It is always suggested that an architect student should be master of all the tools he/she has, whether a 2D tool or 3D interface. This shouldn’t be implied for the above experiment that the architects should ignore pen and paper, always a combination of all the tools together can have the best answer. However, because of the powerful effects of CAAD tools for idea generation, it is wise to implement specific workshop in architecture pedagogy to enhance their implication of CAAD in the design process. The more students get familiar with 3D CAAD interfaces, the more creative ideas they can reach to.

10. Conclusion

Following the ideas of Edwin Abbott Abbott, the writer of “Flatland” and also Kas Oosterhuis in his book “Towards a new kind of building”, authors considered a hypothesis: if we increase the dimension of the starting point of design from flatland (pen and paper) to Spaceland (3D environment), we will have more creative results. Based on this premise, an experiment has been designed and a group of 18 students have been asked to design an architectural task once with pen and paper and the next time with a 3D environment of their own choice. The jury (group of 5 experts in field of architecture) compared the results and decided that among them 61.1% of students have more creative results when they changed their dimension of starting point. Students who chose Sketch up as their 3D environment got the least score because of software limitation on creating complex geometries and students who chose 3D max had the best results. Level of proficiency of students in software is important for choosing complex geometries and students with less skill tend to stick to conventional Euclidean geometry.

Cite this paper

Alireza M.Hakak,NimishBiloria,AmirmasoudDabbagh,Armaghan A.Venhari, (2016) “Thinking Out of the Box” from Out of the Box! Increasing the Dimension of “Starting Point” Case Study: Architecture Students. Psychology,07,345-355. doi: 10.4236/psych.2016.73037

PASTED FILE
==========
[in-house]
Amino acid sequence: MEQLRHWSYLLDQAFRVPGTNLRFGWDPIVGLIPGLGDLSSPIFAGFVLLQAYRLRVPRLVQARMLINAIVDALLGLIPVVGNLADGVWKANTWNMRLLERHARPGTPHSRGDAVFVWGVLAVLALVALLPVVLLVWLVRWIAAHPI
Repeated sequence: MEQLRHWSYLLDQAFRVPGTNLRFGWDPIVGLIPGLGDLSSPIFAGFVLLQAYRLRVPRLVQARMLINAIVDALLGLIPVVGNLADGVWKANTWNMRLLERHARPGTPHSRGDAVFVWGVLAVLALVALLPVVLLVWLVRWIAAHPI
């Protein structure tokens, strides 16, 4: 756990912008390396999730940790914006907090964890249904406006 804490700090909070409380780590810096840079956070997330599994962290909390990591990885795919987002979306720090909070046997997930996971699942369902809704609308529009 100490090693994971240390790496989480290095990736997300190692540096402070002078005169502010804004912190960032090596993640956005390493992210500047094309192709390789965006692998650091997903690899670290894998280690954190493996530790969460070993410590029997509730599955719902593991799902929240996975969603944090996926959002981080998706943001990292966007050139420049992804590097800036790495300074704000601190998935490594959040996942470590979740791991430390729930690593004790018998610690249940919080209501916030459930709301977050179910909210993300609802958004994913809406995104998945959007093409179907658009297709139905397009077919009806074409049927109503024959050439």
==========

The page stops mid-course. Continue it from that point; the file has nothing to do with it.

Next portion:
1. 1. Amabile, T. M. (1983). The Social Psychology of Creativity: A Componential Conceptualization. Journal of personality and social psychology, 45, 357.

  2. 2. Amabile, T. M., Mueller, J. S., Simpson, W. B., Hadley, C. N., Kramer, S. J., & Fleming, L. (2002). Time Pressure and Cre- ativity in Organizations: A Longitudinal Field Study.

  3. 3. Child, I. L., & Cordasco, F. (1970). Italian or American? The 2. Generation in Conflict. New York-USA: Russell [and] Russell.

  4. 4. Christiaans, H. H. (2002). Creativity as a Design Criterion. Communication Research Journal, 14, 41-54.

  5. 5. Crozier, W. R., & Chapman, A. J. (1984). Cognitive Processes in the Perception of Art. The Netherlands: Elsevier.

  6. 6. Getzels, J. W., & Csikszentmihalyi, M. (1976). The Creative Vision: A Longitudinal Study of Problem Finding in Art.

  7. 7. Gordon, D. A. (1956). Individual Differences in the Evaluation of Art and the Nature of Art Standards. The Journal of Educational Research, 50, 17-30.

  8. 8. Hekkert, P., & Van Wieringen, P. C. (1996). Beauty in the Eye of Expert and Nonexpert Beholders: A Study in the Appraisal of Art. The American Journal of Psychology, 109, 389-407.

  9. 9. Hofstee, W. K. B. (1985). Limits on the Objectivity Principle in Assessment and Selection. Dutch Journal of Psychology (Nederlands Tijdschrift voor de Psychologie), 40, 459-473.

  10. 10. Jones, D. (2012). The Aha! Moment: A Scientist’s Take on Creativity. Baltimore, USA: JHU Press.

  11. 11. Oosterhuis, K. (2011). Towards a New Kind of Building: A Designers Guide for Non-Standard Architecture. Rotterdam, The Netherlands: NAi Uitgevers/Publishers Stichting.

  12. 12. Runco, M. A. (2004). Everyone Has Creative Potential.

  13. 13. Runco, M. A., & Charles, R. E. (1993). Judgments of Originality and Appropriateness as Predictors of Creativity. Personality and Individual Differences, 15, 537-546.

  14. 14. Runco, M. A., Mccarthy, K. A., & Svenson, E. (1994). Judgments of the Creativity of Artwork from Students and Professional Artists. The Journal of Psychology, 128, 23-31.

  15. 15. Simonton, D. K. (1999). Origins of Genius: Darwinian Perspectives on Creativity. Oxford, United Kingdom: Oxford University Press.

  16. 16. Taylor, C. W., & Barron, F. E. (1963). Scientific Creativity: Its Recognition and Development.

  17. 17. Temme, N. (1983). The Numerical Computation of the Confluent Hypergeometric Function U (a, b, z). Numerische Mathematik, 41, 63-82.

  18. 18. Trowbridge, N., & Charles, D. C. (1966). Creativity in art Students. The Journal of Genetic Psychology, 109, 281-289.

  19. 19. Ward, W. C., & Cox, P. W. (1974). A Field Study of Nonverbal Creativity. Journal of Personality, 42, 202-219.